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Friday, February 12, 2010

Burial Plans?

When was the last time you visited a cemetery (without attending a funeral)? Were you visiting in order to honor anyone specifically? Did you even know anyone that was buried in that cemetery?

During my high school years, I had a job mowing the lawn of a country church cemetery. I think it paid $25 per week, and the church provided an old rickety riding lawn mower. (I had to borrow my step-father's truck to haul it though.) It seemed a little peculiar at times.

My father had died when I was three and he was buried in that cemetery. There were also several names I recognized from our farming community (in northeast Ohio). I remember being annoyed sometimes when the tractor would go over the oldest graves and there would be huge dips where the old wooden coffins had collapsed. If you weren't careful the tractor could get stuck in those dips! Ewwww!!!!!!

Over the years, I've often found myself wandering through old cemeteries. When I worked in London, England there were some impressive old cemeteries. The stones were hundreds of years old. Most of them you couldn't even read any more. I found myself wondering who those people were.

More recently, I have to confess that most of my visits to cemeteries have been with my son to search for geocaches ( These are obscure trinkets (or treasures - depending on your perspective) that people hide and then other people (like me) try to find them using a satellite tracking device. It seems that many of the geocachers like to hide things in old cemeteries. And so we wade into old, often broken down and forgotten cemeteries in search of a dollar store trinket, using a satellite in space to find it.

I often wonder what the people buried in the cemeteries would think if they could see the cemeteries now. How would they feel about the broken and worn tombstones with names that are barely recognizable? Would they welcome frolicking families, with chocolate lab in tow, searching for hidden treasures? And what about the people that buried them? Do their loved ones still visit? Who is living today that even knows they're buried there? Or cares?

So here it is, my life observation if you will. I notice that after a generation or two, nobody visits, maintains or appears to care about anyone's grave. So I wonder if it is really worth it. Flying into New York's La Guardia airport, I've often circled over a vast, sprawling cemetery that obviously consumes acres and acres of land in the midst of one of the most heavily populated and congested parts of the country. I've visited that cemetery and noticed that most of the graves are more than 100 years old.

I wonder if it is really worth it to have people burning fossil fuels to drive farther out from the city to live - because the land in the city is occupied ... by dead people. Did the dead people really think this through before they moved (their bodies) there?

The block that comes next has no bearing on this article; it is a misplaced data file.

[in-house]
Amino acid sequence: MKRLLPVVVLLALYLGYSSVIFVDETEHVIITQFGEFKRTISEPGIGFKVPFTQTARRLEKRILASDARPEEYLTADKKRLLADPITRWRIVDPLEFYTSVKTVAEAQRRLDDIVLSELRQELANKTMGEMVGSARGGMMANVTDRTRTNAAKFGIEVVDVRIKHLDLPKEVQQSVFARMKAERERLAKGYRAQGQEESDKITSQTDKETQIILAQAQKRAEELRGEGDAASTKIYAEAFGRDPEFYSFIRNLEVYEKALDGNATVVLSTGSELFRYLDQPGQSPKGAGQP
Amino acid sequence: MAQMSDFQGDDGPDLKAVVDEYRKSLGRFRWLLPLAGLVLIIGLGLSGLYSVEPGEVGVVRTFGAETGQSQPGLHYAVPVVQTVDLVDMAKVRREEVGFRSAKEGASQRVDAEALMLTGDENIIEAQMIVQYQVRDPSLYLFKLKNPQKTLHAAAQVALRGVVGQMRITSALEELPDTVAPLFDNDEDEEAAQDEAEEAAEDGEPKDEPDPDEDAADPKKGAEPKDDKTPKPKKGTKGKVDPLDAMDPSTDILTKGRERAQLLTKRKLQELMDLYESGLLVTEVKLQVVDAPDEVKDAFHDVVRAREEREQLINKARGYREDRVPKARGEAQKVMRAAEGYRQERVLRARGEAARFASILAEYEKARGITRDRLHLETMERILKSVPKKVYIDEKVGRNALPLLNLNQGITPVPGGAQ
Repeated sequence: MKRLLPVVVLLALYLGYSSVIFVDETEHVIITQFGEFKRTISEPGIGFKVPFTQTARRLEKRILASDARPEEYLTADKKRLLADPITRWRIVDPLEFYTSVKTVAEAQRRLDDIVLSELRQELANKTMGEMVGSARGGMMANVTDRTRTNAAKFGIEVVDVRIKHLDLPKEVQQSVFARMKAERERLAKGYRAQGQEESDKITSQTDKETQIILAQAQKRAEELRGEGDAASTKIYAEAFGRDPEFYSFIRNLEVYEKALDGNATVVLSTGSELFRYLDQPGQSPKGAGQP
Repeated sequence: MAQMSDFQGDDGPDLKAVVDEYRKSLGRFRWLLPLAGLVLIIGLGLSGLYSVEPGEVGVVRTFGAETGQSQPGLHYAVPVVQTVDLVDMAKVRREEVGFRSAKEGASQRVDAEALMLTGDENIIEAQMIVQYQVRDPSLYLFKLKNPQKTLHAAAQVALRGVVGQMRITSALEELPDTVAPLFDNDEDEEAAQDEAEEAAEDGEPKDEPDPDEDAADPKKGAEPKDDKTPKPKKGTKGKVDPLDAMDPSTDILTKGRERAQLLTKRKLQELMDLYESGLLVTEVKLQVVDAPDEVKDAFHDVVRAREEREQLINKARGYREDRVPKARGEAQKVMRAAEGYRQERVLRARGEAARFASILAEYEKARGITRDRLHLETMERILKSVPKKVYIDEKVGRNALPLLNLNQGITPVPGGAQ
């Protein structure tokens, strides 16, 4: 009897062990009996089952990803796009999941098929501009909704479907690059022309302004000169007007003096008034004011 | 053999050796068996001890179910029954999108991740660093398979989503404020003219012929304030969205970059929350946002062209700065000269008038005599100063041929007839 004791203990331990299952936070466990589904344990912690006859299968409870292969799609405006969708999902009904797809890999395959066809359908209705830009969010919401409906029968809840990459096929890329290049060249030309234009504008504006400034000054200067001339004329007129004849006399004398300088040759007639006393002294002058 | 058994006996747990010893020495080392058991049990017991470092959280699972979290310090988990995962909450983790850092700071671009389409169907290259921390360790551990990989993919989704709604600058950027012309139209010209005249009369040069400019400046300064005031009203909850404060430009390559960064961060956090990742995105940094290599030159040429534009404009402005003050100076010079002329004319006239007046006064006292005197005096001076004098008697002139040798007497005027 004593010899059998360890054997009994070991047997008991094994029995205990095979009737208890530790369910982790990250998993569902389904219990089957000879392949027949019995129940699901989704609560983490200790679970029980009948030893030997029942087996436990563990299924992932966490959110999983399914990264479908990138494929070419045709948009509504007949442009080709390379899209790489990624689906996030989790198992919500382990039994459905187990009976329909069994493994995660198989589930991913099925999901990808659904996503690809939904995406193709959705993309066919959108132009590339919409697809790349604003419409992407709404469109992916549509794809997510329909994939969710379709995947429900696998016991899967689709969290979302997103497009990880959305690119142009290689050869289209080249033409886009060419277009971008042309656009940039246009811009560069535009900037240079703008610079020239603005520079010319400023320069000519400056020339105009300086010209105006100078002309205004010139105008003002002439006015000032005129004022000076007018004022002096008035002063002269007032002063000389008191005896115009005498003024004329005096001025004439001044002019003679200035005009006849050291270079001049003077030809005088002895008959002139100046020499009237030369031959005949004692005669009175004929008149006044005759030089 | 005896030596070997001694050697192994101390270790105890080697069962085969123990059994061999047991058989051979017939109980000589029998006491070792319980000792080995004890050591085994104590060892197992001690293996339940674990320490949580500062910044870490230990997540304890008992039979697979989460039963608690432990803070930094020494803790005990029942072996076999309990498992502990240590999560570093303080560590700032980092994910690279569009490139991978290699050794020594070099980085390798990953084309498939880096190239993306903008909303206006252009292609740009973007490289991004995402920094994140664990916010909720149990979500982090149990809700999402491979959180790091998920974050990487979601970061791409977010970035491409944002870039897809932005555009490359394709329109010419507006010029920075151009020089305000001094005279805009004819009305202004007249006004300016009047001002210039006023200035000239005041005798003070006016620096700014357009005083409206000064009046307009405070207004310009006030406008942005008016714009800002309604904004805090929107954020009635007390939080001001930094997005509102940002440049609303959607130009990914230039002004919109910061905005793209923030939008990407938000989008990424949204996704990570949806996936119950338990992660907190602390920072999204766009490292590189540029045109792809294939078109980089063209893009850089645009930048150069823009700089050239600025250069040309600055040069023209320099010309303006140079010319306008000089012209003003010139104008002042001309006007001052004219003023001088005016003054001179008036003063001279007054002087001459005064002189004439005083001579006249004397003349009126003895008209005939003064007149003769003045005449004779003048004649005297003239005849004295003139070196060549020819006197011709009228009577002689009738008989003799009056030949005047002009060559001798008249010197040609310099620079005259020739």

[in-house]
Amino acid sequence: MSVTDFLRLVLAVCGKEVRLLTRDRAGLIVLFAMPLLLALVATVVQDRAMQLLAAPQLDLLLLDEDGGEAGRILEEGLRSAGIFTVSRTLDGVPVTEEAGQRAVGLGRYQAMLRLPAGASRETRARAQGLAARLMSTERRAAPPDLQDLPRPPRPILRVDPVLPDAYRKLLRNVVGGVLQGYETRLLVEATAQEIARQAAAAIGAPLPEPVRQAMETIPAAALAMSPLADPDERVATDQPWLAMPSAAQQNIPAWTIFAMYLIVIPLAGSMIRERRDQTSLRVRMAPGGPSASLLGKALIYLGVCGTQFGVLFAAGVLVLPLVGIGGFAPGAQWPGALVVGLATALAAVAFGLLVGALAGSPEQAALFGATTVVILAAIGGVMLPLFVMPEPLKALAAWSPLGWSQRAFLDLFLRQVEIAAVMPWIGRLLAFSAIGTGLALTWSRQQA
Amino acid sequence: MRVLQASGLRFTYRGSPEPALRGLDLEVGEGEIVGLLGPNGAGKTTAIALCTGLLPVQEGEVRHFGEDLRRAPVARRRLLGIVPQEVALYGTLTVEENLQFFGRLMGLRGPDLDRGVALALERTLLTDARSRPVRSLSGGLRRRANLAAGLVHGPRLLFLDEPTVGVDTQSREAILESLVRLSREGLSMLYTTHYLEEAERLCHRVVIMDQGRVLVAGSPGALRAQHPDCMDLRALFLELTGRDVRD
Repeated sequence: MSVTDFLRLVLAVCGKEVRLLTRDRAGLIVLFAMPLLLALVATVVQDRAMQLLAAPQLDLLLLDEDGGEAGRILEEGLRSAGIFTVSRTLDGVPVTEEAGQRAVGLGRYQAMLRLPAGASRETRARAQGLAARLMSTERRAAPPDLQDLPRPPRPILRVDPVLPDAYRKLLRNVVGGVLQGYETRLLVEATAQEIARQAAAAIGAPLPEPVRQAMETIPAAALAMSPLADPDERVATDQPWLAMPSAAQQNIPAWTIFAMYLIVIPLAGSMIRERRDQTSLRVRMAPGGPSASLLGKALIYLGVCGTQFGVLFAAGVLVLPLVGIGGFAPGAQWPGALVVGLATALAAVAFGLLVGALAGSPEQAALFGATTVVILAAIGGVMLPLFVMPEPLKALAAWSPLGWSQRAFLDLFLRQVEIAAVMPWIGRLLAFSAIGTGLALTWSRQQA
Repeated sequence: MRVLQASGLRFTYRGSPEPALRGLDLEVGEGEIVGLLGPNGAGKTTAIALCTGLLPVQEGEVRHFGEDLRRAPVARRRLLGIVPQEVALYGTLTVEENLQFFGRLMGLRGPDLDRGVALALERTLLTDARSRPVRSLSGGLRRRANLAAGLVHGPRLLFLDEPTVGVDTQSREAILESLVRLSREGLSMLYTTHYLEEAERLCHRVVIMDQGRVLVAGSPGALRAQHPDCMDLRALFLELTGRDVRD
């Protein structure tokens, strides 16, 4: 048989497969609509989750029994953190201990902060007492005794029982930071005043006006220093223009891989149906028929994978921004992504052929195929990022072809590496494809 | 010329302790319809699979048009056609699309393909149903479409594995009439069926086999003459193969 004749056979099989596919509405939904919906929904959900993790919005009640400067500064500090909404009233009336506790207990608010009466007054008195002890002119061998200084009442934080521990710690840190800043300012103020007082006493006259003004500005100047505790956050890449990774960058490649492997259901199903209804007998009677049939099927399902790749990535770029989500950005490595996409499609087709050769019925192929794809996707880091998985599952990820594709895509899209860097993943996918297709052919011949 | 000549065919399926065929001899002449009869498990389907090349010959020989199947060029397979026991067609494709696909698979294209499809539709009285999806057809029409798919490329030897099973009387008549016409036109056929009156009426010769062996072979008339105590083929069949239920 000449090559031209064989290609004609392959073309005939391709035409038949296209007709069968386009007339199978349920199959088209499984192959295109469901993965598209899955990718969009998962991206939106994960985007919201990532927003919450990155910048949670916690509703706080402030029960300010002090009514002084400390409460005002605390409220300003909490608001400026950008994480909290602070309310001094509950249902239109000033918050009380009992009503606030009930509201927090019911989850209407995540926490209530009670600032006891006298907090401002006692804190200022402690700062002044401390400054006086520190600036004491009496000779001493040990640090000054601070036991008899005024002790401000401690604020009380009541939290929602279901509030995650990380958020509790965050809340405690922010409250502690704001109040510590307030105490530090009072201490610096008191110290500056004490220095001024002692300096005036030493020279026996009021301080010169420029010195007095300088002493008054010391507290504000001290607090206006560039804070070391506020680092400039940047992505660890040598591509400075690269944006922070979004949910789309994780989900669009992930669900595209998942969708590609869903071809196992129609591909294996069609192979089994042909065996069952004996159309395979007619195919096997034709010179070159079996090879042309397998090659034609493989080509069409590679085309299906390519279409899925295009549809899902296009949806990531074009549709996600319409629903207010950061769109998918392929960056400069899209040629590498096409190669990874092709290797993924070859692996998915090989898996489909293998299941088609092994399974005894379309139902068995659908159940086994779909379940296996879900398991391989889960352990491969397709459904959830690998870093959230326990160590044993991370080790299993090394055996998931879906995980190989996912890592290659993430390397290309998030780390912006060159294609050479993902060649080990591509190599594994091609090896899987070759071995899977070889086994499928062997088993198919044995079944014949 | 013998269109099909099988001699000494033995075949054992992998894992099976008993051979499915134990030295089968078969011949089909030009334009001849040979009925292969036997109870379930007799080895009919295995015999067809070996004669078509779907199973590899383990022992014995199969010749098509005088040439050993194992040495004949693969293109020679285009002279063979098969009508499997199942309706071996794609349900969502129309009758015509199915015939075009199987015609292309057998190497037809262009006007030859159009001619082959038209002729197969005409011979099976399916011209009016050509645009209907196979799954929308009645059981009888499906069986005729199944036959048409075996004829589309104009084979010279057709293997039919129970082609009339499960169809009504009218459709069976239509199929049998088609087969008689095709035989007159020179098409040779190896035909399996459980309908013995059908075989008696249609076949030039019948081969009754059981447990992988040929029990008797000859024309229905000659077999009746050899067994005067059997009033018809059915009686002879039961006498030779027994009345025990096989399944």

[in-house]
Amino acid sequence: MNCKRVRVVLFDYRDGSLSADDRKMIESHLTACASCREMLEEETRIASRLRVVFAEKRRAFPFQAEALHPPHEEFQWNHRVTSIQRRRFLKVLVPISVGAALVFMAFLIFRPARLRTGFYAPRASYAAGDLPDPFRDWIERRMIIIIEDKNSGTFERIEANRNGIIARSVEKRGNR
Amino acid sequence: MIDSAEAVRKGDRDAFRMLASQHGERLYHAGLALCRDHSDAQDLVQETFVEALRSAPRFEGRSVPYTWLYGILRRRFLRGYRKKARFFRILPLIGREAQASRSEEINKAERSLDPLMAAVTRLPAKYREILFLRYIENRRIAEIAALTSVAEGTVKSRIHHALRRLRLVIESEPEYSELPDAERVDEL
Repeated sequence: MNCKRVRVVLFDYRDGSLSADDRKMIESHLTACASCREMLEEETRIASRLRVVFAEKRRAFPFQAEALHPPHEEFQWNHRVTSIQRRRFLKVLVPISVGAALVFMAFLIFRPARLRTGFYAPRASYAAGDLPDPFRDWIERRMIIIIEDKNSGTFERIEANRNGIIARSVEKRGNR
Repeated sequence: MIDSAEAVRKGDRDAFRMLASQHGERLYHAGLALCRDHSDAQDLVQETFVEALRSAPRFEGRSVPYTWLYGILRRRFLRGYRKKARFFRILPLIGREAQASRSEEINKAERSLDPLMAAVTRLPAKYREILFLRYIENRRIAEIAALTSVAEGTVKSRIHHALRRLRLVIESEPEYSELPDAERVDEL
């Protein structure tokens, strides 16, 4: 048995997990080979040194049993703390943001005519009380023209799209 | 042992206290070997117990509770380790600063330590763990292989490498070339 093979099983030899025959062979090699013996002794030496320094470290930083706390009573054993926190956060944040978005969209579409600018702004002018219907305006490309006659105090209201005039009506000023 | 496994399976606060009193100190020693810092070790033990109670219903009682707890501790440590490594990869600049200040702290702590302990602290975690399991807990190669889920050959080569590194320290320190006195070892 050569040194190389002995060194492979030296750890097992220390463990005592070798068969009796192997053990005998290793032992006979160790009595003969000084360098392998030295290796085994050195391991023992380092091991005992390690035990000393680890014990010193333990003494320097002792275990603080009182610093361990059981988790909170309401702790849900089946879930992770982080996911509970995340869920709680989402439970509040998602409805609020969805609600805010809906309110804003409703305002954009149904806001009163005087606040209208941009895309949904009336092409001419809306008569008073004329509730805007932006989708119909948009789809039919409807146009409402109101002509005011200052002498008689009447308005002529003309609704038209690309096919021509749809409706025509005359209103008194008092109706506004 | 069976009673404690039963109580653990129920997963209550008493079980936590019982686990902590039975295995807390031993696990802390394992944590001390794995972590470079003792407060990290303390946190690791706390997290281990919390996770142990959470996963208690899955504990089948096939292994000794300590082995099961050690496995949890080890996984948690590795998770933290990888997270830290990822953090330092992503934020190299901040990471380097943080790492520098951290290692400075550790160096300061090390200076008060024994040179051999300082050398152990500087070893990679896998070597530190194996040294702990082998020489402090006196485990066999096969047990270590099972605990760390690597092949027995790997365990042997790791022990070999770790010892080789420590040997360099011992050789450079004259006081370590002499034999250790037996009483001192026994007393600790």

Even here in my own town (Plano, Texas), I can count at least three cemeteries that are old, run down and never visited. One ended up behind an alley of newly built custom homes. Choked with weeds, it was a family plot that eventually got developed on both sides. Luckily the developer put a decent fence around it and mowed off the weeks so it wouldn't be such an eyesore for the new homeowners.

Another old cemetery in our town hit the jackpot. It had the fortune to be in the center of the Shops At Legacy, an urban center. The developers of high end shops, offices and condos built a swanky fence around this old cemetery, cleaned it up and put a series of metal long-horn cow statues up to make it look like some kind of a park.

But these are the exceptions. Most old cemeteries here and anywhere else in the western world, seem to "die out" (no pun intended) after a generation or two passes. The descendants don't usually even know where their ancestors are buried. Much less do they seem to care ... based on how often they visit or how well they maintain the grave plots.

King Solomon, of Old Testament lore, was said by God to be the "wisest man who ever lived." He said, "There is no remembrance of men of old, and even those who are yet to come will not be remembered by those who follow." (Ecclesiastes 1:11) It strikes me that King Solomon wasn't in the business of selling grave markers. But he understood life. And while he was at the time talking about how we make too much of life, I think he revealed another important truth. We make too much of death.

People die, and in our grief we spend exorbitant amounts of money on funerals, swanky caskets, and grave markers. And yet, King Solomon told us thousands of years ago that such spending would really just be folly. Nobody cares. Nobody will care.

What people care about is their pain and grief when they lose a loved one. Perhaps a few care thereafter "out of respect for the dead." But for the most part, we don't remember those who've gone before us. It is our human condition.

So I decided long ago to have my dead body cremated and the ashes disposed of in the least ceremonious way possible. Why? Because I am under no illusion that my children or grandchildren really have the capacity to care much beyond my death. I bet yours don't either.

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